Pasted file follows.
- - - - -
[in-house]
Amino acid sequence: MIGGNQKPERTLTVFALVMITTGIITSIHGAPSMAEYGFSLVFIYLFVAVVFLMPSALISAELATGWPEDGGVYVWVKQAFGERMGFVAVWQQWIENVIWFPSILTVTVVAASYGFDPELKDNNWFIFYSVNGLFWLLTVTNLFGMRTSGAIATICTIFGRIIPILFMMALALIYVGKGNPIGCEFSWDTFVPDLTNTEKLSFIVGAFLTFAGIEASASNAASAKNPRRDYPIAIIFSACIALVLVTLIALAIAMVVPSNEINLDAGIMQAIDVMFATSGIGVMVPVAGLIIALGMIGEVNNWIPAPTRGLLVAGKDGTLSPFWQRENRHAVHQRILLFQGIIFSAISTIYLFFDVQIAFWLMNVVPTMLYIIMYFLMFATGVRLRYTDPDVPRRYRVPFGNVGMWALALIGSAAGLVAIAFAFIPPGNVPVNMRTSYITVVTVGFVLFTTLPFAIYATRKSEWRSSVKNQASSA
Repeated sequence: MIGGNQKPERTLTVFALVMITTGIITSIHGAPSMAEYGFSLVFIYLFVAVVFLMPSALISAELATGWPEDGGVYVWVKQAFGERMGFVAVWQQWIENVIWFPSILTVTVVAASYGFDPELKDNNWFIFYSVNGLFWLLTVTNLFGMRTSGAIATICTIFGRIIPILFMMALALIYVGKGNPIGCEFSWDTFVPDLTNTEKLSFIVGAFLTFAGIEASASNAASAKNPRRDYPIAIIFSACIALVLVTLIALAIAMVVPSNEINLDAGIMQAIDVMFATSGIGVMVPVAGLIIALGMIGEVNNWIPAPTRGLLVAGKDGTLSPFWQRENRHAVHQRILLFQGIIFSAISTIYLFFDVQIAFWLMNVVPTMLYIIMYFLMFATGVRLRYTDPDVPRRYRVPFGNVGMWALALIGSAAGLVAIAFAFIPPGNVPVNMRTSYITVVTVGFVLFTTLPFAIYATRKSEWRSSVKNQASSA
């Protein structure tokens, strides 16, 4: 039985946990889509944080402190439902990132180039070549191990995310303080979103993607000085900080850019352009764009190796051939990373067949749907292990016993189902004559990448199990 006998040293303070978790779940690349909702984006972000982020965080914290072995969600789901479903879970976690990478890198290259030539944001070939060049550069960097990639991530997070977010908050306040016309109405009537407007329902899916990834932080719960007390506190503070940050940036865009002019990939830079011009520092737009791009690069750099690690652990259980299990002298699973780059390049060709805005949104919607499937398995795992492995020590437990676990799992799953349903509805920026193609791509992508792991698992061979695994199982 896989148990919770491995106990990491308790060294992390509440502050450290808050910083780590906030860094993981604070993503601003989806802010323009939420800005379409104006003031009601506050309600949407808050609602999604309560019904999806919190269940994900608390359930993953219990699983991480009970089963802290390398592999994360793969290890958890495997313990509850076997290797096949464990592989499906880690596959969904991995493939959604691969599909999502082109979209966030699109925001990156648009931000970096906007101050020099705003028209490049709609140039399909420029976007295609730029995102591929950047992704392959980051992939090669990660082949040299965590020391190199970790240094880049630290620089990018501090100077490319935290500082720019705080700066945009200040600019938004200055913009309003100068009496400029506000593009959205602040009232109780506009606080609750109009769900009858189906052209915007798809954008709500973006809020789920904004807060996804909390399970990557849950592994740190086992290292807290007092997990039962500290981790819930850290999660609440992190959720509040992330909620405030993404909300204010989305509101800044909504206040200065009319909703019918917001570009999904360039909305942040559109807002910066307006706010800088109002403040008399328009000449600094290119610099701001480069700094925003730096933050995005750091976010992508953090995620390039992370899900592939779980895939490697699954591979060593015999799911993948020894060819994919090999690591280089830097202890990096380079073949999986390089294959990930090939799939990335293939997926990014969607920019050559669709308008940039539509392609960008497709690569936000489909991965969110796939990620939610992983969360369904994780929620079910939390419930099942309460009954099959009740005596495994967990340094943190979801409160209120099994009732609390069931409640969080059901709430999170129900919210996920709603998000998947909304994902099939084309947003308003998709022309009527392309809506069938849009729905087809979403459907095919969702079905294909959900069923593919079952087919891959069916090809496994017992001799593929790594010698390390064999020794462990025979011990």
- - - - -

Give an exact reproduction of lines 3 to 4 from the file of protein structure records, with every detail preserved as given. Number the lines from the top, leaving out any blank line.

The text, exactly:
Repeated sequence: MIGGNQKPERTLTVFALVMITTGIITSIHGAPSMAEYGFSLVFIYLFVAVVFLMPSALISAELATGWPEDGGVYVWVKQAFGERMGFVAVWQQWIENVIWFPSILTVTVVAASYGFDPELKDNNWFIFYSVNGLFWLLTVTNLFGMRTSGAIATICTIFGRIIPILFMMALALIYVGKGNPIGCEFSWDTFVPDLTNTEKLSFIVGAFLTFAGIEASASNAASAKNPRRDYPIAIIFSACIALVLVTLIALAIAMVVPSNEINLDAGIMQAIDVMFATSGIGVMVPVAGLIIALGMIGEVNNWIPAPTRGLLVAGKDGTLSPFWQRENRHAVHQRILLFQGIIFSAISTIYLFFDVQIAFWLMNVVPTMLYIIMYFLMFATGVRLRYTDPDVPRRYRVPFGNVGMWALALIGSAAGLVAIAFAFIPPGNVPVNMRTSYITVVTVGFVLFTTLPFAIYATRKSEWRSSVKNQASSA
């Protein structure tokens, strides 16, 4: 039985946990889509944080402190439902990132180039070549191990995310303080979103993607000085900080850019352009764009190796051939990373067949749907292990016993189902004559990448199990 006998040293303070978790779940690349909702984006972000982020965080914290072995969600789901479903879970976690990478890198290259030539944001070939060049550069960097990639991530997070977010908050306040016309109405009537407007329902899916990834932080719960007390506190503070940050940036865009002019990939830079011009520092737009791009690069750099690690652990259980299990002298699973780059390049060709805005949104919607499937398995795992492995020590437990676990799992799953349903509805920026193609791509992508792991698992061979695994199982 896989148990919770491995106990990491308790060294992390509440502050450290808050910083780590906030860094993981604070993503601003989806802010323009939420800005379409104006003031009601506050309600949407808050609602999604309560019904999806919190269940994900608390359930993953219990699983991480009970089963802290390398592999994360793969290890958890495997313990509850076997290797096949464990592989499906880690596959969904991995493939959604691969599909999502082109979209966030699109925001990156648009931000970096906007101050020099705003028209490049709609140039399909420029976007295609730029995102591929950047992704392959980051992939090669990660082949040299965590020391190199970790240094880049630290620089990018501090100077490319935290500082720019705080700066945009200040600019938004200055913009309003100068009496400029506000593009959205602040009232109780506009606080609750109009769900009858189906052209915007798809954008709500973006809020789920904004807060996804909390399970990557849950592994740190086992290292807290007092997990039962500290981790819930850290999660609440992190959720509040992330909620405030993404909300204010989305509101800044909504206040200065009319909703019918917001570009999904360039909305942040559109807002910066307006706010800088109002403040008399328009000449600094290119610099701001480069700094925003730096933050995005750091976010992508953090995620390039992370899900592939779980895939490697699954591979060593015999799911993948020894060819994919090999690591280089830097202890990096380079073949999986390089294959990930090939799939990335293939997926990014969607920019050559669709308008940039539509392609960008497709690569936000489909991965969110796939990620939610992983969360369904994780929620079910939390419930099942309460009954099959009740005596495994967990340094943190979801409160209120099994009732609390069931409640969080059901709430999170129900919210996920709603998000998947909304994902099939084309947003308003998709022309009527392309809506069938849009729905087809979403459907095919969702079905294909959900069923593919079952087919891959069916090809496994017992001799593929790594010698390390064999020794462990025979011990």